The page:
This middle part of the series is where we find the directors with a decent Cannes and/or festival background. They may not have the ability to grab the headlines like some of their contemporaries, but many of them are in the process of being established as festival darlings and have projects that deserve attention on account of their immense potential.


Preference will be given to directors who have displayed a commitment to Cannes before. So stuff like Luca Guadagnino’s Queer, Pablo Larraín’s Maria, and Paul Schrader’s Oh, Canada won’t be included on account of all three of them having heavy ties to Venice.

 

The Most Precious of Cargoes

Michel Hazanavicius took Cannes by storm in 2011 with The Artist, which went on to win the Academy Award for Best Picture and Best Director. He’s had three films at the festival since (The Search, Godard Mon Amour, and Final Cut), all of which disappointed. He’s venturing into animation for his new film, an adaptation of a best-selling French book set during WWII. Production began just before the pandemic, with some footage and a 2024 release date being announced at the 2022 Annecy Intl. Animation Film Festival. Hazanavicius’s spotty record and the festival’s aversion to animation in the Official Selection hints that if this does show up, it’ll be out-of-competition or in the Cannes Premieres section.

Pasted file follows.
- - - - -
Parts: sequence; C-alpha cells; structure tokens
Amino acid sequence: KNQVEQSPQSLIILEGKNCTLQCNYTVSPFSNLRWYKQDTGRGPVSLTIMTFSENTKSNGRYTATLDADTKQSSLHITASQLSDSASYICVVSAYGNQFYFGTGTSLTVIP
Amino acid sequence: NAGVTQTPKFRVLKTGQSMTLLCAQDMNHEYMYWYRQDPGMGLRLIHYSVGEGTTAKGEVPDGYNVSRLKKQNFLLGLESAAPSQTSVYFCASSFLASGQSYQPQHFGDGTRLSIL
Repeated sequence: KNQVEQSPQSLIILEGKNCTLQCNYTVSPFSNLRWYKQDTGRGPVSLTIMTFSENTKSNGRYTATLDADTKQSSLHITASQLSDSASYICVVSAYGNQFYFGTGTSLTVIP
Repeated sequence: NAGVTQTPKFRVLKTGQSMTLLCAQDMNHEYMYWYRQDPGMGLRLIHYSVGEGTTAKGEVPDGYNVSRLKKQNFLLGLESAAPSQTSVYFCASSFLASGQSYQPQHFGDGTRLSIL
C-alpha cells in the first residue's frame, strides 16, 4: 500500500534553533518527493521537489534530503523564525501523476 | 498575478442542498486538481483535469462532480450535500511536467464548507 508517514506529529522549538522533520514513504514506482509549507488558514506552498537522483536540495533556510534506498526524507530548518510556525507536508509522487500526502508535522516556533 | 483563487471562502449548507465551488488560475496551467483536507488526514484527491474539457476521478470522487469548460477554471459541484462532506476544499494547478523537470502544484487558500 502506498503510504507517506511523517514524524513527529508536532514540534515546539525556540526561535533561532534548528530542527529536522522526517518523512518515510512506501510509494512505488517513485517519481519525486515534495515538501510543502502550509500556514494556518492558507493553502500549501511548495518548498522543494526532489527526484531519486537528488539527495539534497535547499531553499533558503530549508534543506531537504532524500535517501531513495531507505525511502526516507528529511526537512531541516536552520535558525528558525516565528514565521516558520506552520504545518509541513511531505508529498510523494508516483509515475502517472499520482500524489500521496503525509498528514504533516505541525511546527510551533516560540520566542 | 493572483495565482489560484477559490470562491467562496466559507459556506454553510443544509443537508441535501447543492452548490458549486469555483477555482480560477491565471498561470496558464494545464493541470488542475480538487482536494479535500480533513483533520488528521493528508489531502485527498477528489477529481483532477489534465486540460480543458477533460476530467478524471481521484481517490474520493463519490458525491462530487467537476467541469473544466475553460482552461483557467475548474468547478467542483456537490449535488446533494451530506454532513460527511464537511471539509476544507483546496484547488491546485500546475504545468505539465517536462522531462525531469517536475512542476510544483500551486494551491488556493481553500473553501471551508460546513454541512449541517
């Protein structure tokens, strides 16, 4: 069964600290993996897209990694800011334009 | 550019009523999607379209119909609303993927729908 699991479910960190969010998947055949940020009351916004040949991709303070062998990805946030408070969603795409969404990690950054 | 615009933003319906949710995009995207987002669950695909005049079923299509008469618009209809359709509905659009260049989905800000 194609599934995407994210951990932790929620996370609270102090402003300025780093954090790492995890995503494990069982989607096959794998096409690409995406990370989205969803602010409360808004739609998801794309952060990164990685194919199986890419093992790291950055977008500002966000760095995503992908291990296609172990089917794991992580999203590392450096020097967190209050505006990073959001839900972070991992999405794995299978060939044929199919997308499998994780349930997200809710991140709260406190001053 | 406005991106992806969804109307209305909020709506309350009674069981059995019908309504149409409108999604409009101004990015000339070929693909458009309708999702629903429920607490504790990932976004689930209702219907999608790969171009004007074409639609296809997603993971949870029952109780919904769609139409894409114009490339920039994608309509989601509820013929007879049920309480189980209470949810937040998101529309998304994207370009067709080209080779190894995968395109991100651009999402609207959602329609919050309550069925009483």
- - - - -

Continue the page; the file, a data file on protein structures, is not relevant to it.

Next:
Inside Out 2